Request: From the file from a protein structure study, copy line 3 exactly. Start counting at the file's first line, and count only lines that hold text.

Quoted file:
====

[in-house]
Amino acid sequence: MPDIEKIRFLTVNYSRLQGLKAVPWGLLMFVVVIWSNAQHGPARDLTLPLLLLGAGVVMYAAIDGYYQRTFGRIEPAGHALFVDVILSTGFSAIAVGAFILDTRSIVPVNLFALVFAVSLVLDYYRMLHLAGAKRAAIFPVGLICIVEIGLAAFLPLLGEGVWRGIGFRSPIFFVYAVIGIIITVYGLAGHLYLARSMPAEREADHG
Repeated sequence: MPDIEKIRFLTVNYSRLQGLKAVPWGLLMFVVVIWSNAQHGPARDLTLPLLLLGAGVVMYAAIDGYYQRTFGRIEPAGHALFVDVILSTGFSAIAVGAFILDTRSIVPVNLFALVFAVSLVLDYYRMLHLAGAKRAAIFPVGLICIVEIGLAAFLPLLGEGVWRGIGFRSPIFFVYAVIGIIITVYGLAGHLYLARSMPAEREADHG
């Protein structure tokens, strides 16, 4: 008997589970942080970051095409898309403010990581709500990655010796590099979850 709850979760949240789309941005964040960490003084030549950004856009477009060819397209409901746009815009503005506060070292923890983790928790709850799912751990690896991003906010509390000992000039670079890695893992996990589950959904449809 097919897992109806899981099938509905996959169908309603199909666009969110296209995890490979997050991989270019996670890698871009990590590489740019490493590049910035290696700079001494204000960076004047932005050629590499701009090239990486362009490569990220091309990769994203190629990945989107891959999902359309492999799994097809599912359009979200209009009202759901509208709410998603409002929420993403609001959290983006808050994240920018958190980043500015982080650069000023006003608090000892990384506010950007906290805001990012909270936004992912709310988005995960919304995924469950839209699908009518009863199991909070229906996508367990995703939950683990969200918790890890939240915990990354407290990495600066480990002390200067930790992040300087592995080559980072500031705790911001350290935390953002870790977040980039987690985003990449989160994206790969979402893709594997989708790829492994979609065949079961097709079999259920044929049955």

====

Repeated sequence: MPDIEKIRFLTVNYSRLQGLKAVPWGLLMFVVVIWSNAQHGPARDLTLPLLLLGAGVVMYAAIDGYYQRTFGRIEPAGHALFVDVILSTGFSAIAVGAFILDTRSIVPVNLFALVFAVSLVLDYYRMLHLAGAKRAAIFPVGLICIVEIGLAAFLPLLGEGVWRGIGFRSPIFFVYAVIGIIITVYGLAGHLYLARSMPAEREADHG